Some call it “digitalization,” some call it “smart manufacturing,” and others call it “the next industrial revolution” or “Industry 4.0.” Whatever term you use, a combination of new technologies — from big data analytics to 3D printing — is revolutionizing companies’ operational and administrative processes and creating innovative digital products and services.
Reflecting the effects of Industry 4.0’s cutting-edge technologies and data management on strategic and operational procurement, the additional concept of “Procurement 4.0” has recently emerged. What does Procurement 4.0 entail? And should it be the strategic compass for chief procurement officers in the foreseeable future? There are many opinions, and every company will ultimately require its own strategy and trajectory as it takes on both the challenges and the opportunities that come with advanced procurement.
In industries across the board, however, companies need to consider the way digital innovation will disrupt not only the way their organizations work today, but the entire value proposition of procurement to their suppliers, customers, and internal process partners. In this report we offer a framework for adapting to the organizational changes that a 21st-century approach to procurement will require.
The Strategy& Procurement 4.0 framework encompasses six areas:
In the context of Procurement 4.0, chief procurement officers need to rethink the value added by procurement within the company. With the new opportunities provided by digitalization and big data, traditional organizational boundaries between research and development, manufacturing, procurement, and, in some cases, the entire supply chain will become increasingly blurred, as indicated by our Industry 4.0 survey of 235 European industrial companies (Volkmar Koch, Simon Kuge, Reinhard Geissbauer, and Stefan Schrauf, “Industry 4.0: Opportunities and challenges of the industrial internet,” Strategy&, 2015).
The procurement division, as the primary owner of the supplier interface, can keep — and even increase — its distinctive value proposition within the company by seizing some of these new opportunities. It can create new business models for itself and move from being a cost center to a profit center. This is possible because procurement possesses strategic know-how about suppliers and their markets and a deep expertise about the goods and services that are procured, as well as the alternatives on offer, including emerging innovations. All of this knowledge represents an asset that is gaining tremendous value in today’s market.
In addition, procurement can use its valuable customer data to better manage transportation flows, inventories, warehouse requirements, quality inspections, and other parts of the supply chain. Capable procurement organizations can provide this value not only internally, to other functions, but also externally, to suppliers and customers. They might also monetize their field application and customer use data by selling it back to suppliers. These suppliers could, in turn, use this additional information about their products to generate more target-oriented specifications and applications, ultimately leading to the design of more cost- and function-efficient products.
New technologies will lead to new business needs, which will be reflected in new requirements for the procurement department. One of these requirements will be capturing, analyzing, and acting on real-time data, an activity at the heart of Industry 4.0. Increasingly, key data will be registered using sensors, analyzed in real time, and transformed into actions by actuators and other devices, all the while being made available in real time to value chain partners. Additionally, people, objects, and systems will be increasingly connected through data communications, transforming value chains into larger “value networks” — sets of connections between organizations and individuals interacting with each other to benefit the entire group. For procurement, this will primarily mean that certain items, such as intelligent sensors, communicating actuators, and associated controllers and software, will be sourced much more frequently than before. Certain categories of items such as electronics will grow, while others may shrink and even disappear.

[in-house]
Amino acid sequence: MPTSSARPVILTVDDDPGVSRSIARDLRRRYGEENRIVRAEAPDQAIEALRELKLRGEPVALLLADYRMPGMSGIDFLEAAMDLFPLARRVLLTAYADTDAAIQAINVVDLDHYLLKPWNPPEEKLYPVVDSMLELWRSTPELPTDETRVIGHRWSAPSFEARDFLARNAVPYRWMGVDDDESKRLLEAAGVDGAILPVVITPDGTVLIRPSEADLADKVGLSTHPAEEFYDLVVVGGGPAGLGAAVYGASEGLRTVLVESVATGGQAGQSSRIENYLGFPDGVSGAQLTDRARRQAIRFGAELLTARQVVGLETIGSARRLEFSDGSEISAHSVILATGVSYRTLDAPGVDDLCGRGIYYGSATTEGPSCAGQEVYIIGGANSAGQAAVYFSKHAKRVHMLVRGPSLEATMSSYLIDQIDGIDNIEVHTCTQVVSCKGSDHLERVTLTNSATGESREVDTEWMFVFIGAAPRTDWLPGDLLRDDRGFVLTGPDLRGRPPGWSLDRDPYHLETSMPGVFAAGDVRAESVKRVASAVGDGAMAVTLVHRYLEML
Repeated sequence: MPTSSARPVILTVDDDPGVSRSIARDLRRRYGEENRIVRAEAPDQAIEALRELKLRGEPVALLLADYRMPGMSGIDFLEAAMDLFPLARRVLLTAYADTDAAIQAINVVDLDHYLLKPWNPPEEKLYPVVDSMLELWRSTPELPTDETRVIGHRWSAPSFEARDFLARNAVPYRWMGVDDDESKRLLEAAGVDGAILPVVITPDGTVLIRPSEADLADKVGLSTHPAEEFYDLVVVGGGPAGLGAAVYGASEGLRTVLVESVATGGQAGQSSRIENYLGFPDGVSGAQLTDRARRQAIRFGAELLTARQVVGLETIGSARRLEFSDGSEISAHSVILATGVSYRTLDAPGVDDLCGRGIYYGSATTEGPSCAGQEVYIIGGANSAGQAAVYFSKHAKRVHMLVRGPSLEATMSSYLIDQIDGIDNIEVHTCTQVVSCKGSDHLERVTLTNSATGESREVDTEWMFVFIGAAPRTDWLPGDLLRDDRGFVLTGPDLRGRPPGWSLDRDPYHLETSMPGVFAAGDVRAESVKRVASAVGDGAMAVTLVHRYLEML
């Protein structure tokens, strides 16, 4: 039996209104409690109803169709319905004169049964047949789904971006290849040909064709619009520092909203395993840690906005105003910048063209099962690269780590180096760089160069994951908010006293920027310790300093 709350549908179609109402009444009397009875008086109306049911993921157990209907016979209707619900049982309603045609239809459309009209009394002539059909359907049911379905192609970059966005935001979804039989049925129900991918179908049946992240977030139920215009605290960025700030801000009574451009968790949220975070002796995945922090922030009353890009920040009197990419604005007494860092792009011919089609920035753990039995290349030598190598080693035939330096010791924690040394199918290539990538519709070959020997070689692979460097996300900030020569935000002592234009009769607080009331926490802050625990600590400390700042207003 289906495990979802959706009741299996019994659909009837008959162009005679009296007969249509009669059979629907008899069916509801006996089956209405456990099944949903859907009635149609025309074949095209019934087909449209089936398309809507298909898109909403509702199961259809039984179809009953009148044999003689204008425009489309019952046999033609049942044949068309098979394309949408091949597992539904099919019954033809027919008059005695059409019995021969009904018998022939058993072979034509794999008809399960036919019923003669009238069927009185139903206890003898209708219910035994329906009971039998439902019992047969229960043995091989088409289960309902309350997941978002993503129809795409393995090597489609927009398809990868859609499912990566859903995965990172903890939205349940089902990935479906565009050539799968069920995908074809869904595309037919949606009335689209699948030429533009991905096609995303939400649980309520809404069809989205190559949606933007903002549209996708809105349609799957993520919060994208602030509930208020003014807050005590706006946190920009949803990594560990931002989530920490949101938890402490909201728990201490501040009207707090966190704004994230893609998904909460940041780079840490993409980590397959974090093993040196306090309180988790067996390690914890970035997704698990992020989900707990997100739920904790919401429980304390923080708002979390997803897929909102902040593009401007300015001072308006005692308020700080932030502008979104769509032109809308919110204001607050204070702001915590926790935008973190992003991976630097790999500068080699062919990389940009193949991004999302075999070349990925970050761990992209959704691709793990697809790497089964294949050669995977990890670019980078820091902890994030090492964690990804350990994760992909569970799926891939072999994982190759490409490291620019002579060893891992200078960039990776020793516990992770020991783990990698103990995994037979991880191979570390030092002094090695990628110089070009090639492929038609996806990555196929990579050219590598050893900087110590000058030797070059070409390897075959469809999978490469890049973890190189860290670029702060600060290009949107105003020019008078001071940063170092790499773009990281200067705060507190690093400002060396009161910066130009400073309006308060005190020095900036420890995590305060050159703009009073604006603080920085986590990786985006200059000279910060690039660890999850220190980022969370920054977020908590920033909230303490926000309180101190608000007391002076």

Not only will companies change what they buy as they incorporate Procurement 4.0, but importantly, they will also change the ways in which they buy. The purchasing of services will increase dramatically, for example, leading to a need for many new and different contracting approaches to ensure that companies receive the best value for their money. In addition, there will be many intellectual property implications — not to mention regulatory issues — around ownership of the data collected by sensors when the end products are sold and in use. Who owns the rights to this data? The sensor supplier? The control system and software provider? The product integrator that sold the product to the customer? Or the customer itself?
It is a manufacturing dream for the ages: the ability to integrate all of the data from customers, distributors, captive production, and suppliers in real time to optimize supply chain performance — thereby reducing lead times and freight and inventory costs while improving the customer experience and even supplier performance. As of 2016, it is clear that this dream will not be realized by big ERP-centered providers. Instead, a host of agile specialized providers such as Kinaxis and Elementum will integrate ERP, manufacturing execution systems, and manufacturing and logistics data from all the partners in a given value chain. As this Procurement 4.0 data integration takes place, procurement will play an integral role in getting suppliers on board and optimizing the end-to-end supply chain.